The Last Palestinian: The Rise and Reign of Mahmoud Abbas

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Prometheus Books, 2017 - Biography & Autobiography - 274 pages
Mahmoud Abbas rose to prominence as a top Palestinian negotiator, became the leader of his nation, and then tragically failed to negotiate a peace agreement. This is the first book in English that focuses on one of the most important fixtures of the Israeli-Palestinian conflict. Filled with new details and based on interviews with key figures in Ramallah, Jerusalem, and Washington, this book weaves together a fascinating story that will interest both veteran observers of the conflict and readers new to Israeli-Palestinian history.

The authors, one a research fellow at a nonpartisan Washington think tank and the other an award-winning diplomatic correspondent for Israel's largest news website, tell the inside story of Abbas's complicated multi-decade relationship with America, Israel, and his own people. They trace his upbringing in Galilee, his family's escape from the 1948 Israeli-Arab war, and his education abroad. They chart his rise to prominence as a pivotal actor in the Oslo peace process of the 1990s and his unsuccessful attempt to offer a nonviolent alternative to the Second Intifada.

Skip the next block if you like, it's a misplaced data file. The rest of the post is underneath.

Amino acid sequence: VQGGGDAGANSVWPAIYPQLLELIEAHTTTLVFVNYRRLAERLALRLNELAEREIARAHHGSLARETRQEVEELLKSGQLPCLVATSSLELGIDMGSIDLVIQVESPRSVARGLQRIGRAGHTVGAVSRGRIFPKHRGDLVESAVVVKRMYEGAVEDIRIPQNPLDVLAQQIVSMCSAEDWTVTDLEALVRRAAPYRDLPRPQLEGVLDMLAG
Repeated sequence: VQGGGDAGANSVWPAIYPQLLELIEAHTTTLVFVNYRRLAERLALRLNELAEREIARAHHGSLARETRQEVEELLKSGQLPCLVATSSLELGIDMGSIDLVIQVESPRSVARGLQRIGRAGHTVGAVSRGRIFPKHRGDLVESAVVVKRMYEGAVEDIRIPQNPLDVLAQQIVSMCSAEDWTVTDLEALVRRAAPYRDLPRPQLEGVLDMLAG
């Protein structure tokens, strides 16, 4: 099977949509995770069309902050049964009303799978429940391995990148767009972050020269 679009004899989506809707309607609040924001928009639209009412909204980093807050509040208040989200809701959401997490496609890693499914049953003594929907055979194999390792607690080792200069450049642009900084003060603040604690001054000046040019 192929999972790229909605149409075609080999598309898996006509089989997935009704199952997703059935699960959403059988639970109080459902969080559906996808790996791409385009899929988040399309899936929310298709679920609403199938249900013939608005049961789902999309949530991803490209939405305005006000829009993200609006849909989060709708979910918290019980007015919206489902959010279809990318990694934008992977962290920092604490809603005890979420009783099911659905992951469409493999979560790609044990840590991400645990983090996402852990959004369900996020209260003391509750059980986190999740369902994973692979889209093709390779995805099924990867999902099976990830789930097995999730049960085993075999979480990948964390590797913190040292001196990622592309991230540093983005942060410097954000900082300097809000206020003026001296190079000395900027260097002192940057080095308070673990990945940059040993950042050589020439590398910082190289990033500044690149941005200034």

The authors pay special attention to the crucial years of 2005 to 2014, exploring such questions as: How did Abbas lose control of half of his governing territory and the support of more than half of his people? Why was Abbas the most prominent Palestinian leader to denounce terrorism? Why did Abbas twice walk away from peace offers from Israel and the U.S. in 2008 and 2014? And how did he turn himself from the first world leader to receive a phone call from President Obama to a person who ultimately lost the faith of the American president?

Concluding that Abbas will most likely be judged a tragic figure, the authors emphasize that much of his historical importance will depend on the state of the peace process after he is gone. Only the future will determine which of the emerging schools of Palestinian political thought will hold sway and how it will affect the Israeli-Palestinian conflict.

 

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Contents

20062007
119
20072008
139
20092012
155
20122014
197
The Reign of Mahmoud Abbas
211
Notes
219
Index
269
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About the author (2017)

Grant Rumley is a research fellow at the Foundation for Defense of Democracies, where he focuses on Palestinian politics. He has published in leading media outlets including Foreign Affairs, the Atlantic, Foreign Policy, and contributed commentary to the New York Times, Reuters, and Newsweek. Previously, he lived in Jerusalem, where he founded and edited The Jerusalem Review of Near East Affairs. Prior to that, he served as a consultant on Middle East issues in Washington, D.C.

Amir Tibon is an award-winning Israeli journalist and current chief Washington correspondent for Haaretz, Israel's paper of record. Prior to that, he was a diplomatic correspondent for a leading Israeli news website where he extensively covered the Israeli-Palestinian peace process. His writings on Israel, the Palestinians, and U.S. foreign policy in the Middle East have been published in the Atlantic, Foreign Affairs, Politico Magazine, the New Republic, Tablet Magazine, and and other leading U.S. publications.

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